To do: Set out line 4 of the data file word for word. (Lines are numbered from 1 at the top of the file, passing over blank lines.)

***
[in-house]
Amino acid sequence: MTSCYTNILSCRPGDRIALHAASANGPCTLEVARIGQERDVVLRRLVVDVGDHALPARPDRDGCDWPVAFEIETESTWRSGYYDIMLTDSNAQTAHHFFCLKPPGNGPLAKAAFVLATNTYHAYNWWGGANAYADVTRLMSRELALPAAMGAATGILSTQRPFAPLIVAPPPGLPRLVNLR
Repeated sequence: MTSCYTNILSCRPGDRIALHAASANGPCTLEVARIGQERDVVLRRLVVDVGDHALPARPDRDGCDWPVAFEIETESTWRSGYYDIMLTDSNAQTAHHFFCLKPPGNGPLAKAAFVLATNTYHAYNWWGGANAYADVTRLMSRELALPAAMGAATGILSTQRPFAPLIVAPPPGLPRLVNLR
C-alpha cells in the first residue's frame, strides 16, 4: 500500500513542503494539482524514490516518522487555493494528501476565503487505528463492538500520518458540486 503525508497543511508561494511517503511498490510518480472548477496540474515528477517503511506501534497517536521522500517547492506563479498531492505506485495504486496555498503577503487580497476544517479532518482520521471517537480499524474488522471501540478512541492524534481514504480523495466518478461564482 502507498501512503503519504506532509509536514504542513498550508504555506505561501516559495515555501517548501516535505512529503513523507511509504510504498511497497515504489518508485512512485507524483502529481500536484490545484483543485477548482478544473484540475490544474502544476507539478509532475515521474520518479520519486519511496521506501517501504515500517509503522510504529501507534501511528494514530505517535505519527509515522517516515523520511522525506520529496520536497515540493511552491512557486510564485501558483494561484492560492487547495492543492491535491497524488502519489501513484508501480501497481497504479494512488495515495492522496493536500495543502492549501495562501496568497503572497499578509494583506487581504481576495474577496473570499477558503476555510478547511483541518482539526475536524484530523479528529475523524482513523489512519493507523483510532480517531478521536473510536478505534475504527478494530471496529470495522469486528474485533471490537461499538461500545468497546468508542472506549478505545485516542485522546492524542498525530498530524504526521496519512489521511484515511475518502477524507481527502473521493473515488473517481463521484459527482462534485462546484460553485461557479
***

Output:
C-alpha cells in the first residue's frame, strides 16, 4: 500500500513542503494539482524514490516518522487555493494528501476565503487505528463492538500520518458540486 503525508497543511508561494511517503511498490510518480472548477496540474515528477517503511506501534497517536521522500517547492506563479498531492505506485495504486496555498503577503487580497476544517479532518482520521471517537480499524474488522471501540478512541492524534481514504480523495466518478461564482 502507498501512503503519504506532509509536514504542513498550508504555506505561501516559495515555501517548501516535505512529503513523507511509504510504498511497497515504489518508485512512485507524483502529481500536484490545484483543485477548482478544473484540475490544474502544476507539478509532475515521474520518479520519486519511496521506501517501504515500517509503522510504529501507534501511528494514530505517535505519527509515522517516515523520511522525506520529496520536497515540493511552491512557486510564485501558483494561484492560492487547495492543492491535491497524488502519489501513484508501480501497481497504479494512488495515495492522496493536500495543502492549501495562501496568497503572497499578509494583506487581504481576495474577496473570499477558503476555510478547511483541518482539526475536524484530523479528529475523524482513523489512519493507523483510532480517531478521536473510536478505534475504527478494530471496529470495522469486528474485533471490537461499538461500545468497546468508542472506549478505545485516542485522546492524542498525530498530524504526521496519512489521511484515511475518502477524507481527502473521493473515488473517481463521484459527482462534485462546484460553485461557479